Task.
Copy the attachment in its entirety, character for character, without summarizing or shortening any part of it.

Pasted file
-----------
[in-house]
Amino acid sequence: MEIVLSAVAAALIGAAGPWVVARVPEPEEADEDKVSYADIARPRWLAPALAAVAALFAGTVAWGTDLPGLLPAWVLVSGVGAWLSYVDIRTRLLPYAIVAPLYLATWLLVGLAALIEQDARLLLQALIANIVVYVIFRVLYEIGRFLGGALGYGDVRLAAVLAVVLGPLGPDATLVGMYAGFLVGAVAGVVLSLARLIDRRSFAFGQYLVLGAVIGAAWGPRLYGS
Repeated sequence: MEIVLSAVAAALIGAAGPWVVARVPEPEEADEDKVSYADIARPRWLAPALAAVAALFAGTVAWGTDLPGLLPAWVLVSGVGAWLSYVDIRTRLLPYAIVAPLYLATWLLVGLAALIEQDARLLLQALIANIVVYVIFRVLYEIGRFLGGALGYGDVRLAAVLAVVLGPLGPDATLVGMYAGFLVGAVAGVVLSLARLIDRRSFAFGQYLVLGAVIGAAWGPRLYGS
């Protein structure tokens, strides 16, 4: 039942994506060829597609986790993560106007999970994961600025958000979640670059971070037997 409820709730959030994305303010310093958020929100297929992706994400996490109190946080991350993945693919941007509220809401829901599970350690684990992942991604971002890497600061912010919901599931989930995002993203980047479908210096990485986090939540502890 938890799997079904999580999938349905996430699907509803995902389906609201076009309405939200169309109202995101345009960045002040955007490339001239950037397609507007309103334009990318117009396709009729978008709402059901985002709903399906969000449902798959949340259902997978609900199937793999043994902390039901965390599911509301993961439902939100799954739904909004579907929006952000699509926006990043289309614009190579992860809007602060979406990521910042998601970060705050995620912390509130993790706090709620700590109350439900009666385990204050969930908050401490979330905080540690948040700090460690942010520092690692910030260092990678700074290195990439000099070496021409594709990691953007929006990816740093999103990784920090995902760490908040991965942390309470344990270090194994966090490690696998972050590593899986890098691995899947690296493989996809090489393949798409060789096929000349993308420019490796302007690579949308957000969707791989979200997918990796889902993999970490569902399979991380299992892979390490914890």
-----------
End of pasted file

[in-house]
Amino acid sequence: MEIVLSAVAAALIGAAGPWVVARVPEPEEADEDKVSYADIARPRWLAPALAAVAALFAGTVAWGTDLPGLLPAWVLVSGVGAWLSYVDIRTRLLPYAIVAPLYLATWLLVGLAALIEQDARLLLQALIANIVVYVIFRVLYEIGRFLGGALGYGDVRLAAVLAVVLGPLGPDATLVGMYAGFLVGAVAGVVLSLARLIDRRSFAFGQYLVLGAVIGAAWGPRLYGS
Repeated sequence: MEIVLSAVAAALIGAAGPWVVARVPEPEEADEDKVSYADIARPRWLAPALAAVAALFAGTVAWGTDLPGLLPAWVLVSGVGAWLSYVDIRTRLLPYAIVAPLYLATWLLVGLAALIEQDARLLLQALIANIVVYVIFRVLYEIGRFLGGALGYGDVRLAAVLAVVLGPLGPDATLVGMYAGFLVGAVAGVVLSLARLIDRRSFAFGQYLVLGAVIGAAWGPRLYGS
């Protein structure tokens, strides 16, 4: 039942994506060829597609986790993560106007999970994961600025958000979640670059971070037997 409820709730959030994305303010310093958020929100297929992706994400996490109190946080991350993945693919941007509220809401829901599970350690684990992942991604971002890497600061912010919901599931989930995002993203980047479908210096990485986090939540502890 938890799997079904999580999938349905996430699907509803995902389906609201076009309405939200169309109202995101345009960045002040955007490339001239950037397609507007309103334009990318117009396709009729978008709402059901985002709903399906969000449902798959949340259902997978609900199937793999043994902390039901965390599911509301993961439902939100799954739904909004579907929006952000699509926006990043289309614009190579992860809007602060979406990521910042998601970060705050995620912390509130993790706090709620700590109350439900009666385990204050969930908050401490979330905080540690948040700090460690942010520092690692910030260092990678700074290195990439000099070496021409594709990691953007929006990816740093999103990784920090995902760490908040991965942390309470344990270090194994966090490690696998972050590593899986890098691995899947690296493989996809090489393949798409060789096929000349993308420019490796302007690579949308957000969707791989979200997918990796889902993999970490569902399979991380299992892979390490914890």